Why can't more story games be like Legend of the Missing Hat? With light prose, no drama and cuteness everywhere, it's still a joy to replay eight years after release: truly a healing story, as I heard them called recently. It also does the "small protagonist in a human-scale home" trope very well, something not many others can claim. Too bad it's not a little bit longer, but then maybe that would have ruined the magic.
Oh by the way: this game is a very good fit for mobile devices. Try it out!
For some reason, Alice in Wonderland tends to inspire dark, gritty reinterpretations, like Tim Burton's film adaptation, or the acclaimed Alice is Dead series of room escape games. Perhaps it's what people read between the lines of the original -- and perhaps it's better that way, because straight adaptations have been historically just bizarre and/or bland.
Nootropic Wonderland is a linear (and seemingly unfinished) Twine that needs another round of proofreading, but these are minor quibbles. More importantly, it's a cyberpunk take on the story, which could be great if it was either less generic or else took itself less seriously. I'm afraid simply rehashing 35-year-old tropes doesn't quite cut it in 2017, especially when there's no substance to back them up. Why are people so afraid of the patrolling drones with their searchlights? Is police brutal? Is there supposed to be a curfew at night? Or maybe they're just a symbol of the uncaring rich people living atop those silvery spires while the street crumbles? At least a gang beating up on anyone passing by, human or android, could be explained as a show of force that announces bigger trouble -- as the ending, such as it is, in fact seems to suggest.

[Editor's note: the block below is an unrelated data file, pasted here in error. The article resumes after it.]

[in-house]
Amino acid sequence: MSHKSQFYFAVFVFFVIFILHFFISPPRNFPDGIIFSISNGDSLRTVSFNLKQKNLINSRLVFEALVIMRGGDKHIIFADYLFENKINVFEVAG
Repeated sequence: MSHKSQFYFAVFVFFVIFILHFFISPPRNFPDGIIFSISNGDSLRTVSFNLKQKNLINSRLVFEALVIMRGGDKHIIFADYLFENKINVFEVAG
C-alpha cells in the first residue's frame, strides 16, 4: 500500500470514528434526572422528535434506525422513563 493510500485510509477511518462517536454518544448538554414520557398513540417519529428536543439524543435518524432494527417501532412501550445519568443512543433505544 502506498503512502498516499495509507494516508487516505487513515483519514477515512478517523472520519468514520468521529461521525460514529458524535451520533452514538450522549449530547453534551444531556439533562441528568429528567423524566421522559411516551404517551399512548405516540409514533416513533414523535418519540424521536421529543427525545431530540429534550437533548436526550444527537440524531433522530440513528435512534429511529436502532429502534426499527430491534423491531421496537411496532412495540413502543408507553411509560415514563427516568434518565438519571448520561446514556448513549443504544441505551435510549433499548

But that's very little to go by. The story needs to be seriously fleshed out, and could use a little interactivity as well. Even just being able to click on things and get progressively detailed descriptions before moving on would help a lot. Luckily it seems to be a work in progress, so that's not out of the question, hopefully. Until then, take with a grain of salt.
Personal games have become increasingly popular as of late, due to a couple of factors: one, the democratization of accessible authoring tools, and two -- an increasing awareness throughout society of the fact that issues like bullying and depression are real, serious and all too widespread. These are exactly the issues Click Faggot is dealing with, as a slice of life covering a few years of a young man's struggle. It can be painful to play through; these aren't fun things to read about. But I forced myself to finish (once), because these are things we have to face.